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My Turn

 

November 29, 2016  | View PDF



Some of the stories circulating today really crack me up, especially the ones about the liberal college professors who indoctrinate rather than teach and how conservative students finally have the courage to defiantly stride straight out of those evil indoctrination chambers. Oh, my. Here’s a very simple truth about college — there are good professors, and there are bad professors. Here’s how you deal with them.

I took a class on social issues my junior year, and the professor was a very right wing, very up-tight, hard-core conservative. We were discussing the plight of Native Americans today, and he said when an inferior culture comes in contact with a superior culture, the inferior culture will always lose. Every time. Then he added the inferior culture should be thankful because eventually it will be lifted up to the level of the superior culture. The Native People’s problem is that they don’t joyfully accept this truth, this fact. I bit my tongue for a few minutes, but finally I succumbed and had to object.

Begging the question of inferior versus superior, I said, are you saying if little green men come down from outer space, abuse the women, take all the resources, plunder the land, destroy our culture and our way of life and force us to live and speak like little green aliens, we should say thank you? He said yes. I said you can’t possibly believe that. He said he did. I sat back and said, wow.

Another conservative professor asserted only white men with more than $500,000 in assets should be able to vote because they’re the only ones with skin in the America game. Right.

I was the only white student enrolled in a black studies class (I called it my black power class at the time). I was absolutely the worst of the worst until we started talking about the blues — a subject I can discuss with a little precision. Suddenly to my surprise I was very cool.

Ah, I took a graduate course on Virginia Wolfe from a feminist professor who made the famous “Room of One’s Own” argument that historically there are so few great women writers because of the economic repression of women by men. OK. But I couldn’t help but point out we’re not really talking about gender, we’re talking about class — that a poor man working 15 hours a day on the docks of Liverpool would be just as unable to become a great writer as any repressed woman for exactly the same reasons.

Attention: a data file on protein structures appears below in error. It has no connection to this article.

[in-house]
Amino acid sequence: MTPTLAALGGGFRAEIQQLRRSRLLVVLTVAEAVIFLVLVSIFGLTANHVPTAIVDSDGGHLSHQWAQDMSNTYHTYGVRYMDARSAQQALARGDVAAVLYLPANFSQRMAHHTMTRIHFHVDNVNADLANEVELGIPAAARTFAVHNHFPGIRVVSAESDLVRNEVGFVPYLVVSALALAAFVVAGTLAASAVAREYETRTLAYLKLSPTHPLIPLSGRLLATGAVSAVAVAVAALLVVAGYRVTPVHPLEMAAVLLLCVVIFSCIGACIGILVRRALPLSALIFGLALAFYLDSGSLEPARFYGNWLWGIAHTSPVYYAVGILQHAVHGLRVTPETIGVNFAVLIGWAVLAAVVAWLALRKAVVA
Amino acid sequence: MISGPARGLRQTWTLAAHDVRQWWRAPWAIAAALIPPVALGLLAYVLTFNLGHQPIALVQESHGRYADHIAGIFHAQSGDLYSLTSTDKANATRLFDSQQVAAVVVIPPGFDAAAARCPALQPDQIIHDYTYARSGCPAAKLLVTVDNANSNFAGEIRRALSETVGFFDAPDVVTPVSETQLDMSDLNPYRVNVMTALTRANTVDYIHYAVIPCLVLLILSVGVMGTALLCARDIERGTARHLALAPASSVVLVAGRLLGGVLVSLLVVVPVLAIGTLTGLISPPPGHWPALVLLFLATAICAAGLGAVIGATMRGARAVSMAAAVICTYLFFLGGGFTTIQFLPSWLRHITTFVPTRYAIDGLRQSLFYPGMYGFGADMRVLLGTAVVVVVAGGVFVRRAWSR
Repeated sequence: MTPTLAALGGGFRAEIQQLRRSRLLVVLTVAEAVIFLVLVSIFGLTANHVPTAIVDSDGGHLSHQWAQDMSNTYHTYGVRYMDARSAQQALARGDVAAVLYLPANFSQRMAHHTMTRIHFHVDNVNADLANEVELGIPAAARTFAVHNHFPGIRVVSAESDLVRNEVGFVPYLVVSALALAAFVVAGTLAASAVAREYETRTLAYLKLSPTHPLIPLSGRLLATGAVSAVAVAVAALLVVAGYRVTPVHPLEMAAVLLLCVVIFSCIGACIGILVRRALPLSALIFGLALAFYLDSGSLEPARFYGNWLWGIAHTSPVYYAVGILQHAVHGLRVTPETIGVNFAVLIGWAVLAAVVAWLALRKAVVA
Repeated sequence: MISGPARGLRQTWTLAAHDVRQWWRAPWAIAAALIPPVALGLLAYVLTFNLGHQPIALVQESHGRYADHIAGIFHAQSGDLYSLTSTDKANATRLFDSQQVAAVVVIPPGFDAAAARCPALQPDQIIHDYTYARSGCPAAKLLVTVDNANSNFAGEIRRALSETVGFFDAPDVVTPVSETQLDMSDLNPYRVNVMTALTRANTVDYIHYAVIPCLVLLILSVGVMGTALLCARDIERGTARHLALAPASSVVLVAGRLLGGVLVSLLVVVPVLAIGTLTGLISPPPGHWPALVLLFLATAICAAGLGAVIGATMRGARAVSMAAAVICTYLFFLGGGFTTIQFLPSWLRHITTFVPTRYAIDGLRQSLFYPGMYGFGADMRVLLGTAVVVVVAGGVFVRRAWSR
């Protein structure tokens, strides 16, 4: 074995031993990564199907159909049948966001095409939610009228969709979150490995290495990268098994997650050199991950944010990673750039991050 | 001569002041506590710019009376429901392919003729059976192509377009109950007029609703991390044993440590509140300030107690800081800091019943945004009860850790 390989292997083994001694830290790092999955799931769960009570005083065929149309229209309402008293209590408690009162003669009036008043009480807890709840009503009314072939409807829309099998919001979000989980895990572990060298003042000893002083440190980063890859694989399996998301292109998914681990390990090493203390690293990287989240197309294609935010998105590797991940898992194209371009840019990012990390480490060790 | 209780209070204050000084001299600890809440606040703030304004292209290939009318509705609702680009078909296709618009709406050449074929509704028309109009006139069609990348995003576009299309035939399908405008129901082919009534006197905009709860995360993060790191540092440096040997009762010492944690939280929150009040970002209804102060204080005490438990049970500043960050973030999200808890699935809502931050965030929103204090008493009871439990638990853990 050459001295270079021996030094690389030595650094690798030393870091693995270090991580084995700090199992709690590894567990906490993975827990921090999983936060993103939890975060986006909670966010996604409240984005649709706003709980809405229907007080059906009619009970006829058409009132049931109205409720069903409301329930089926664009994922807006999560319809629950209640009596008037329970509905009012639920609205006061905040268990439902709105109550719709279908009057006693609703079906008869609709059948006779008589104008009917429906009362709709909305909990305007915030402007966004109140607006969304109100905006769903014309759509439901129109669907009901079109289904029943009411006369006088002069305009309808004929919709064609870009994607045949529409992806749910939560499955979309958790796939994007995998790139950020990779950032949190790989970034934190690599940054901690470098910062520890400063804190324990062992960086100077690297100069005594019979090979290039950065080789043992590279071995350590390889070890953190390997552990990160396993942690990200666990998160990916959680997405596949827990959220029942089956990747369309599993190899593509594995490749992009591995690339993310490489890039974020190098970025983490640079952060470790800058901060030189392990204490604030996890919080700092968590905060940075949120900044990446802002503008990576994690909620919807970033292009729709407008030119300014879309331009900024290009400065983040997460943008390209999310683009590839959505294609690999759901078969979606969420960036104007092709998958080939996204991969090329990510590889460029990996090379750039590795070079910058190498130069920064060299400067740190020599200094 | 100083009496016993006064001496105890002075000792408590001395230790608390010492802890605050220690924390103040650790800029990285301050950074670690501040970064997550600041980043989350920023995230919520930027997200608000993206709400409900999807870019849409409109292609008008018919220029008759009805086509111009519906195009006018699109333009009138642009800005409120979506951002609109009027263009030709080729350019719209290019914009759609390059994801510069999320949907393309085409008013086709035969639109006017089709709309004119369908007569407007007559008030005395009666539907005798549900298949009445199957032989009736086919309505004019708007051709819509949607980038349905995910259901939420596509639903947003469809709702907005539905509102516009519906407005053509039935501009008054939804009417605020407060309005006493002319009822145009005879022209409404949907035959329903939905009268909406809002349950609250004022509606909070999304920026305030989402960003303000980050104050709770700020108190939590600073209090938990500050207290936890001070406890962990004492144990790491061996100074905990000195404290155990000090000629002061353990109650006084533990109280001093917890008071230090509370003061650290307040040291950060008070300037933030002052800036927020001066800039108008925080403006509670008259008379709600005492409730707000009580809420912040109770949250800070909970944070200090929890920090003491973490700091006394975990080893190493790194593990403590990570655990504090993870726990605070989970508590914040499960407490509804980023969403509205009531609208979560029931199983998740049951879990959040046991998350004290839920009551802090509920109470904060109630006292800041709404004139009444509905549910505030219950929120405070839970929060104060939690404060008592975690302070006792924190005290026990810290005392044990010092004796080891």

Although the women in this workshop sneered and hissed at me, the professor acknowledged I had a point. Luckily, I made it safely to my car after class.

In a poetry writing workshop, a professor launched into a lengthy discussion of the source of poetry — how it comes with a flash of divine inspiration from some unknowable place out there in the inexplicable void of nothingness, a single almost imperceptible spark in the great darkness beyond thought, beyond words. Poems always come from the unconscious and never from ideas, he said. I understood what he was saying and can agree up to a point, but poems don’t come from ideas?

Excuse me, I said, holding up our anthology textbook. Every single poem in here comes from an idea, I said, and you can pick any poem you want, and I can show you the idea it came from. He sheepishly retreated.

He was a tea lover and a writer I truly respect, so immediately after class I showed up at his office with a couple of cups of hot water and some tea bags so I could apologize.

Don’t forget getting an education means exposing oneself to information from a wide variety of sources and perspectives. Yes, some professors push students toward their point of view, but no one ever said one must agree with everything a professor says. It’s not about agreement, it’s about differing views. It’s not about affirmation, it’s about a marketplace of ideas. Stand up for yourself. Loudly disagree and debate, but don’t just lamely run away from ideas with which you disagree as if just hearing them or simply being in their presence will corrupt your soul and rot your mind. And who knows? You might learn a thing or two.

But beware. Those who attend college and only accept what they already believe and decide to only know what they already know will come out the very same numbskulls they were when they went in.

 

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